Fernando Alonso’s joy at taking his 100th Formula 1 podium in the Saudi Arabian Grand Prix turned sour on Sunday evening, after he was handed a 10-second time penalty after the race for incorrectly serving a previous five-second penalty.

Alonso leapt into the lead of the race at the Jeddah Corniche Circuit from P2 on the grid – having been promoted to that position by a grid penalty for Ferrari’s Charles Leclerc – but was later ruled to have been out of position on the grid and handed a five-second time penalty.

That penalty served – under a Safety Car brought out to clear up team mate Lance Stroll’s car, which he’d been forced to stop out on track – Alonso then drove a determined race to hold off the Mercedes of George Russell and take what on paper was his 100th podium in the sport, behind the Red Bulls of winner Sergio Perez and Max Verstappen.

JEDDAH, SAUDI ARABIA - MARCH 19: George Russell of Great Britain driving the (63) Mercedes AMG
Alonso lost his P3 to George Russell

However, with the cheers of his Aston Martin mechanics still ringing after the podium celebrations, the eagle-eyed stewards ruled that, while serving his five-second penalty, the rear jack to lift Alonso’s car up for its subsequent tyre change had made contact with the AMR23 before the five-second penalty had been served.

With a precedent set by the exact same thing happening to Esteban Ocon in Bahrain two weeks ago, the stewards were swift in handing down an additional post-race 10-second penalty, dropping Alonso to P4 – and thus giving Russell and Mercedes their first podium of the campaign.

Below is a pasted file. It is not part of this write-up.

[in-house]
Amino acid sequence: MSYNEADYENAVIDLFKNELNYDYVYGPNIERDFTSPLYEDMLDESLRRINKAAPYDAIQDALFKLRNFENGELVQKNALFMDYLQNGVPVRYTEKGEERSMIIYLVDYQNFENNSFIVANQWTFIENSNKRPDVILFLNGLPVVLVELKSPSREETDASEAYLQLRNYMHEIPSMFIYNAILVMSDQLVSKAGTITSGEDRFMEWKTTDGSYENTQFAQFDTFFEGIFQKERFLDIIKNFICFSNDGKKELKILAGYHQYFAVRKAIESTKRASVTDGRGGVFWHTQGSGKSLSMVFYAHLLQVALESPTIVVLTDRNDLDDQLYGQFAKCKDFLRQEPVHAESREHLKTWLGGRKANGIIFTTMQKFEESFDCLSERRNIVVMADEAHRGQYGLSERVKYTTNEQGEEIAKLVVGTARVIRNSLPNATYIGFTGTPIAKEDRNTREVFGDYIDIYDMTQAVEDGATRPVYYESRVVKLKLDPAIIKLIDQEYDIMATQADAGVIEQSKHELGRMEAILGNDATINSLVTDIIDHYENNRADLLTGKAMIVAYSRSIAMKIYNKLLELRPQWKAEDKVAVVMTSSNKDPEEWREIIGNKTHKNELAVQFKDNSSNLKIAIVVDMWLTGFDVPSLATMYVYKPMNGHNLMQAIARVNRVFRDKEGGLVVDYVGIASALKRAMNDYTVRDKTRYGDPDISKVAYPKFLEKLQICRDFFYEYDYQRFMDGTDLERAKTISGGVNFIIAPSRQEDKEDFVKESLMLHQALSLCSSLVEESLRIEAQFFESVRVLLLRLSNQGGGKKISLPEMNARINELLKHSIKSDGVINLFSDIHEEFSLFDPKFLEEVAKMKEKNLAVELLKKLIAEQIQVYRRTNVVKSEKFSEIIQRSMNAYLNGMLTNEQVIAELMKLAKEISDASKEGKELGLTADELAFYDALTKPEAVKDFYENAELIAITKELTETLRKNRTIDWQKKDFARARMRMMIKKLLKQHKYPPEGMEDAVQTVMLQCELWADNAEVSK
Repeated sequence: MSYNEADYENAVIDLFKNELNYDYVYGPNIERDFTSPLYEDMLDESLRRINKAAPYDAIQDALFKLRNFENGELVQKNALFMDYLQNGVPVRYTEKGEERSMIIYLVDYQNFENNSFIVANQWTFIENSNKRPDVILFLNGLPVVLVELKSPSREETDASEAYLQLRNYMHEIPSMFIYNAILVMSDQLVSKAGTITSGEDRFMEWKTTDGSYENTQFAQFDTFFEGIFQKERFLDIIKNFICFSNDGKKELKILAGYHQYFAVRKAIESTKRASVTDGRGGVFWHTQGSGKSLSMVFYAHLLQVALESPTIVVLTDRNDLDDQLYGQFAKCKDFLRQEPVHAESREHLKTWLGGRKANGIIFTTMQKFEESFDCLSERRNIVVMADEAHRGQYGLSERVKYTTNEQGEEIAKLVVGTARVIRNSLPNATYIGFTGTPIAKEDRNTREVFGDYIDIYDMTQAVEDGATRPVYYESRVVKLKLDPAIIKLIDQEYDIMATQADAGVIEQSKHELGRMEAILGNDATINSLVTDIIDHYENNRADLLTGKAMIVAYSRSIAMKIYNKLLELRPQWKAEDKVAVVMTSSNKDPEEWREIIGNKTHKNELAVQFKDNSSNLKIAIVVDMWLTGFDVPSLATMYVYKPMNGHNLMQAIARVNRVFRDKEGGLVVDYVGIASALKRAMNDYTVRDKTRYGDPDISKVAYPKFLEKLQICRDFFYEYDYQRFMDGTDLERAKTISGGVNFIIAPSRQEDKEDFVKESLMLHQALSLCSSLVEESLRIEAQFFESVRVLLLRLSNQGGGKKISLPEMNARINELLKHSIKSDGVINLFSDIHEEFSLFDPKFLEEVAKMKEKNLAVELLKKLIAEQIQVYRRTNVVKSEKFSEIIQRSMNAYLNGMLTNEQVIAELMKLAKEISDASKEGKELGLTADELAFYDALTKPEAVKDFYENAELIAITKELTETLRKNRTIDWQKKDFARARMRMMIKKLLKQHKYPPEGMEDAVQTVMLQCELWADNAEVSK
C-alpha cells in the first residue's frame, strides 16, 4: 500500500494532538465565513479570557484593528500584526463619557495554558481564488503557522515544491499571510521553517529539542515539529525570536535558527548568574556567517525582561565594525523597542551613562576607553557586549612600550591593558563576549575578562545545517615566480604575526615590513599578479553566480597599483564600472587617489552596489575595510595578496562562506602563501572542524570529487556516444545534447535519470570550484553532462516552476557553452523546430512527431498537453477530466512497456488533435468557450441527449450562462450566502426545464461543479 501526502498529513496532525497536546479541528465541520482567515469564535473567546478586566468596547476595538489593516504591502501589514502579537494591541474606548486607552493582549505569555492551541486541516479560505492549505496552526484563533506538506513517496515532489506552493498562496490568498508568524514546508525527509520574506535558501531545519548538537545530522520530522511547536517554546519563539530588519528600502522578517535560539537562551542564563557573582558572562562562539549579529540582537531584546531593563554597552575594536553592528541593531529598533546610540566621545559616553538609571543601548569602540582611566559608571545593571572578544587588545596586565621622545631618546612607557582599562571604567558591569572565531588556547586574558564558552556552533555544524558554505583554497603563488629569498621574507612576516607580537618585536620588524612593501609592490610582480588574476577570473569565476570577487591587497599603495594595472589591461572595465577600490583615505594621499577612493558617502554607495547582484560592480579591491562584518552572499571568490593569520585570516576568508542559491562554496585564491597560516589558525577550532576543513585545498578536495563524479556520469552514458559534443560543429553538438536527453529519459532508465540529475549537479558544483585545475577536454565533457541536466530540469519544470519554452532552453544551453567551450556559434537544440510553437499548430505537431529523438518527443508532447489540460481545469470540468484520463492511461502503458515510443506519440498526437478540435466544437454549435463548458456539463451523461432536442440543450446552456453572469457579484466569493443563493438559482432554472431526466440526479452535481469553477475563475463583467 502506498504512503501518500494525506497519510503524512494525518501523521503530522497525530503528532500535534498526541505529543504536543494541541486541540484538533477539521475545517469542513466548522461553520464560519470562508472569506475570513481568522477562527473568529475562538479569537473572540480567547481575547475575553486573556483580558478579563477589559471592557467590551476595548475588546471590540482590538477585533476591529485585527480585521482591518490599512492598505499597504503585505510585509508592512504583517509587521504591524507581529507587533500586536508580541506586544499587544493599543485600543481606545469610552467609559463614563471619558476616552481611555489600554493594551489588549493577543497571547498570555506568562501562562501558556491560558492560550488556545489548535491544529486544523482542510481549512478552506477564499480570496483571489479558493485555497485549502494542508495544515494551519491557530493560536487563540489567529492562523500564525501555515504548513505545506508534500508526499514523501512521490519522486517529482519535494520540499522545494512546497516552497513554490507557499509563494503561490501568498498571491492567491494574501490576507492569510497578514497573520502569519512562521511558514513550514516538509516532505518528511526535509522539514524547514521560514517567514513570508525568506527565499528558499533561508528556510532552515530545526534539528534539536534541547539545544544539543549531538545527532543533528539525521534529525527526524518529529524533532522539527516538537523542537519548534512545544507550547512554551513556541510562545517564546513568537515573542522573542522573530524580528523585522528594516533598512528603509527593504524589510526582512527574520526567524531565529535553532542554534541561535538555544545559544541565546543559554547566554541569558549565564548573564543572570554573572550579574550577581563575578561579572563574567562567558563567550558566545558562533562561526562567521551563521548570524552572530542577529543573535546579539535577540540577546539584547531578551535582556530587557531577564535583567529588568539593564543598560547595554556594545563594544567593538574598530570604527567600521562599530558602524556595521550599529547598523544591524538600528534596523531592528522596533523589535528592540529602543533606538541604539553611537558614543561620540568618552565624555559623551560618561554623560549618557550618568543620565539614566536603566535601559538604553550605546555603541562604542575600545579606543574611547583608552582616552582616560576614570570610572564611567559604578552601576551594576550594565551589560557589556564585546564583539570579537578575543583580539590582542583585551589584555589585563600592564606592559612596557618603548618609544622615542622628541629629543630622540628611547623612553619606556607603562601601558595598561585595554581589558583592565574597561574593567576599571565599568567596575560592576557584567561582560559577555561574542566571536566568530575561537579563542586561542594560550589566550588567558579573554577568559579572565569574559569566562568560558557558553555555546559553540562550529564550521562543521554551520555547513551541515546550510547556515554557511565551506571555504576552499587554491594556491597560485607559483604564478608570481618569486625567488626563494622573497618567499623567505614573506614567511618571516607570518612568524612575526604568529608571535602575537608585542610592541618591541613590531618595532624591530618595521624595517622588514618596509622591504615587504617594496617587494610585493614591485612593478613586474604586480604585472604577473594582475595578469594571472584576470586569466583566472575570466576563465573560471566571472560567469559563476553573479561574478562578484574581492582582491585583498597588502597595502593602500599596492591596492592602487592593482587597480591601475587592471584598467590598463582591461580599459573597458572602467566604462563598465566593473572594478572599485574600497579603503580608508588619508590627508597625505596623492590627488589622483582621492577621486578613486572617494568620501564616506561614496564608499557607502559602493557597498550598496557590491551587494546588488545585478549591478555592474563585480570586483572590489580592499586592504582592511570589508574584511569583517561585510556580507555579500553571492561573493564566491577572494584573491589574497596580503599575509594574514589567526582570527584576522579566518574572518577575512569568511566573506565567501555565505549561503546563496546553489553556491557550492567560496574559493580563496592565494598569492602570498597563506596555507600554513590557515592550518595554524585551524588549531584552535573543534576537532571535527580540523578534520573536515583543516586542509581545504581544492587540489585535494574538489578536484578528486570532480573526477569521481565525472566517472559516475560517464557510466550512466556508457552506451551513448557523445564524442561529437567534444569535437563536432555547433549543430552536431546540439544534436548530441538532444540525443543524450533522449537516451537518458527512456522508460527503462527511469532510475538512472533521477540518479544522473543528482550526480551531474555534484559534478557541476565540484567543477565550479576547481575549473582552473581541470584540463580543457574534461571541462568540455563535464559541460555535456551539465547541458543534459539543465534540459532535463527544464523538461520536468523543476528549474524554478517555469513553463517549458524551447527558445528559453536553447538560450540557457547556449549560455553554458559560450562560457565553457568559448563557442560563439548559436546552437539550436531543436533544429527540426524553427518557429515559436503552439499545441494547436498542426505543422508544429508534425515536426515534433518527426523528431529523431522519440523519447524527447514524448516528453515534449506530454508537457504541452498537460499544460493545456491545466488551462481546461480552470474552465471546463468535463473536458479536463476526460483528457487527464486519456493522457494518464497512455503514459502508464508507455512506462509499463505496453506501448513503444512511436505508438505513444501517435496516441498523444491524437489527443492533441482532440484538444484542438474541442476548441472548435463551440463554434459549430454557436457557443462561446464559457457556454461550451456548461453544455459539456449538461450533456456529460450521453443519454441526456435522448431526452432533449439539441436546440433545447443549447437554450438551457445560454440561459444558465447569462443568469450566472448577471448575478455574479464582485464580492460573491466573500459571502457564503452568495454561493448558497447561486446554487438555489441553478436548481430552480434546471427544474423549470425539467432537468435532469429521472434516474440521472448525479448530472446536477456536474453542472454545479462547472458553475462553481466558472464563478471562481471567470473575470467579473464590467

After being informed of the news, Alonso told Sky Sports F1: “It doesn’t hurt much, to be honest. I was on the podium, I did the pictures, I took the trophy, I celebrated with the champagne. Now I have apparently three points less; I don’t have 15, I have 12.

JEDDAH, SAUDI ARABIA - MARCH 19: Third placed Fernando Alonso of Spain and Aston Martin F1 Team
Alonso was still pleased with his podium appearance

“No one told me this five seconds [was needed at the end of the race]. They told me just five seconds in the first stint, and I opened seven or eight. Then in the second there was no information at all, not even investigated.

“I know the team is trying to review the thing with the stewards right now, because we didn’t understand fully the second penalty. I care, but I don’t care that much! I celebrated. Now I have three points less [but] let’s try to recover [them] in Australia.”


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